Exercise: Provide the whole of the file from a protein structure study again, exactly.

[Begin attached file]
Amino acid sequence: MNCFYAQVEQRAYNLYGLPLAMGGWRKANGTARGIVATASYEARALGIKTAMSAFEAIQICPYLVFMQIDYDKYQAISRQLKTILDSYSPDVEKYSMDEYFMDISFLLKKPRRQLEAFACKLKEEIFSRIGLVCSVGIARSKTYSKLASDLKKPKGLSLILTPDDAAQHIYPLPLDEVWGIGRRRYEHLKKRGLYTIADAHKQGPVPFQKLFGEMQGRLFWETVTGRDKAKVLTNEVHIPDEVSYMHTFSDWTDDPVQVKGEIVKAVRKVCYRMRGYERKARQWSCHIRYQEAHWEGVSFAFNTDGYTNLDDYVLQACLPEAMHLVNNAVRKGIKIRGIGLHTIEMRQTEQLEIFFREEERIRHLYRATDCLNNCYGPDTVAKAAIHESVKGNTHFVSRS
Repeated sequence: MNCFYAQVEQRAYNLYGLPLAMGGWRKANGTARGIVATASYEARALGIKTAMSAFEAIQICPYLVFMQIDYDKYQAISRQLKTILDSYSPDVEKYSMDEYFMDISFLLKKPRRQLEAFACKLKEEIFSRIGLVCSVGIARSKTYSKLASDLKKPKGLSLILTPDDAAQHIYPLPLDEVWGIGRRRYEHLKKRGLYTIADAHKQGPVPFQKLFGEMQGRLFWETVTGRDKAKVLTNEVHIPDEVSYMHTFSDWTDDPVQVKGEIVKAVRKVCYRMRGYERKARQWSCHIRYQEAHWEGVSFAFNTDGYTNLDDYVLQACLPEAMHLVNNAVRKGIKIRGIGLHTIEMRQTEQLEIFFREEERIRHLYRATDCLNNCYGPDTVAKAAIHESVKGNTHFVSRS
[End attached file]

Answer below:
Amino acid sequence: MNCFYAQVEQRAYNLYGLPLAMGGWRKANGTARGIVATASYEARALGIKTAMSAFEAIQICPYLVFMQIDYDKYQAISRQLKTILDSYSPDVEKYSMDEYFMDISFLLKKPRRQLEAFACKLKEEIFSRIGLVCSVGIARSKTYSKLASDLKKPKGLSLILTPDDAAQHIYPLPLDEVWGIGRRRYEHLKKRGLYTIADAHKQGPVPFQKLFGEMQGRLFWETVTGRDKAKVLTNEVHIPDEVSYMHTFSDWTDDPVQVKGEIVKAVRKVCYRMRGYERKARQWSCHIRYQEAHWEGVSFAFNTDGYTNLDDYVLQACLPEAMHLVNNAVRKGIKIRGIGLHTIEMRQTEQLEIFFREEERIRHLYRATDCLNNCYGPDTVAKAAIHESVKGNTHFVSRS
Repeated sequence: MNCFYAQVEQRAYNLYGLPLAMGGWRKANGTARGIVATASYEARALGIKTAMSAFEAIQICPYLVFMQIDYDKYQAISRQLKTILDSYSPDVEKYSMDEYFMDISFLLKKPRRQLEAFACKLKEEIFSRIGLVCSVGIARSKTYSKLASDLKKPKGLSLILTPDDAAQHIYPLPLDEVWGIGRRRYEHLKKRGLYTIADAHKQGPVPFQKLFGEMQGRLFWETVTGRDKAKVLTNEVHIPDEVSYMHTFSDWTDDPVQVKGEIVKAVRKVCYRMRGYERKARQWSCHIRYQEAHWEGVSFAFNTDGYTNLDDYVLQACLPEAMHLVNNAVRKGIKIRGIGLHTIEMRQTEQLEIFFREEERIRHLYRATDCLNNCYGPDTVAKAAIHESVKGNTHFVSRS